Ziggy Stardust said we have five years until the Earth was doomed for destruction. For Goldman Sachs and Morgan Stanley, it is yet unknown how long the seismic change from broker-dealer to holding company will have any effect on their businesses.
On September 21, 2008, Goldman Sachs Group became a bank holding company, allowing it cheaper access to funding following the collapse of Lehman Brothers. In terms of regulation, this meant that GS moved under the auspices of the Federal Reserve. Prior to this date, Goldman was subject to regulation by the SEC, as a Consolidated Supervised Entity (CSE).
However, the firms principal U.S. broker-dealer, GS&Co., remains subject to regulation by the SEC. This means both the Fed and the SEC are responsible for regulating GS. This is great for GS, as good quarterly results mainly due to the money received through AIG means that both regulators will probably forget about GS for the time being.
Regarding making any changes from investment to commercial bank, GS stated in its annual report that: The firm is currently working with the Federal Reserve Board to put in place the appropriate reporting and compliance mechanisms and methodologies to allow reporting of the Basel I capital ratios as of the end of March 2009.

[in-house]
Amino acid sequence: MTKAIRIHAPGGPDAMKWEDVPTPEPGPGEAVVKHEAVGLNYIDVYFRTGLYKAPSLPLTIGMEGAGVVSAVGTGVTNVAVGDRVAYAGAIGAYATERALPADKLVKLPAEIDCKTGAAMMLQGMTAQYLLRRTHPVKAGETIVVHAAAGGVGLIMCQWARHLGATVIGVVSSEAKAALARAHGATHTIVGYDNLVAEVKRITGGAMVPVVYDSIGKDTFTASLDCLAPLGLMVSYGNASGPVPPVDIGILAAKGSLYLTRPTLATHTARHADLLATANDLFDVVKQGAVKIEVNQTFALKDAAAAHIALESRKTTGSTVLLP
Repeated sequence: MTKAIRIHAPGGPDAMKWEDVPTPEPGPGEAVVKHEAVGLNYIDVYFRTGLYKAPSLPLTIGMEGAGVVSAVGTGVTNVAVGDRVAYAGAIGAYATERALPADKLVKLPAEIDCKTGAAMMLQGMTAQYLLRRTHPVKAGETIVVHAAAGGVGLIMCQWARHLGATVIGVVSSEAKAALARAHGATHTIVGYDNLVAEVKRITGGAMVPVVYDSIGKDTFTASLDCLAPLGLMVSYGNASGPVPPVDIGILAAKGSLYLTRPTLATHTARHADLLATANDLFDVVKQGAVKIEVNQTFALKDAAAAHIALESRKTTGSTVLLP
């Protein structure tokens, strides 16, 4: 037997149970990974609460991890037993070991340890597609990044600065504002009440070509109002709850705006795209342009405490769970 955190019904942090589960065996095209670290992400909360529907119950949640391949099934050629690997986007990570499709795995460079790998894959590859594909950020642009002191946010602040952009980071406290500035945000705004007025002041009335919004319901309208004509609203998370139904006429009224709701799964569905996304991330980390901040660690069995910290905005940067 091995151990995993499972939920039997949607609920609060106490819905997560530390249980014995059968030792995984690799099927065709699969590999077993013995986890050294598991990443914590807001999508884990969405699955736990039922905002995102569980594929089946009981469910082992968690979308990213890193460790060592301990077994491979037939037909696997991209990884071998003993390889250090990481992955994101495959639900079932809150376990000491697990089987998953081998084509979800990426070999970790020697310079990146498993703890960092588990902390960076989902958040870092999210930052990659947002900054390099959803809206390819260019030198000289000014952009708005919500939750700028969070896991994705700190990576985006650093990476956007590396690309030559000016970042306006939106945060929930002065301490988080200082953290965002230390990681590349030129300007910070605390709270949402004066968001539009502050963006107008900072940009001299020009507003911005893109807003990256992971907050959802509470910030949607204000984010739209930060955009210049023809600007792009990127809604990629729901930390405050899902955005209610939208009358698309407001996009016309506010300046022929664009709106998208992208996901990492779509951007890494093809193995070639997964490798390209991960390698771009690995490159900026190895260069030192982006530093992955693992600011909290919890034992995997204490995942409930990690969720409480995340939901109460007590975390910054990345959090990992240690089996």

Phased in over time? The small print continues:
In addition, the firm is currently working to implement the Basel II framework as applicable to it as a bank holding company (as opposed to as a CSE). U.S. banking regulators have incorporated the Basel II framework into the existing risk-based capital requirements by requiring that internationally active banking organizations, such as Group Inc., transition to Basel II over the next several years.
According to an article in The Financial News, neither Goldman Sachs or Morgan Stanley will have to make any changes to their business until September 2010, after which they have the option to opt out of any regulatory restrictions until September 2013.
So while regulators and non-governmental bodies try to clamp down on the financial sector, the stalwarts of Wall Street have a nice leisurely stroll towards regulatory obedience. Even when the Fed gets round to implementing new regulation, it is likely Goldman Sachs and Morgan Stanley can ignore most of these restrictions, due to the difficulties in changing from investment to commercial. In the mean time, both can continue as if nothing happened to the investment-banking model.
Thank god the anti-capitalist protesters never read the small print.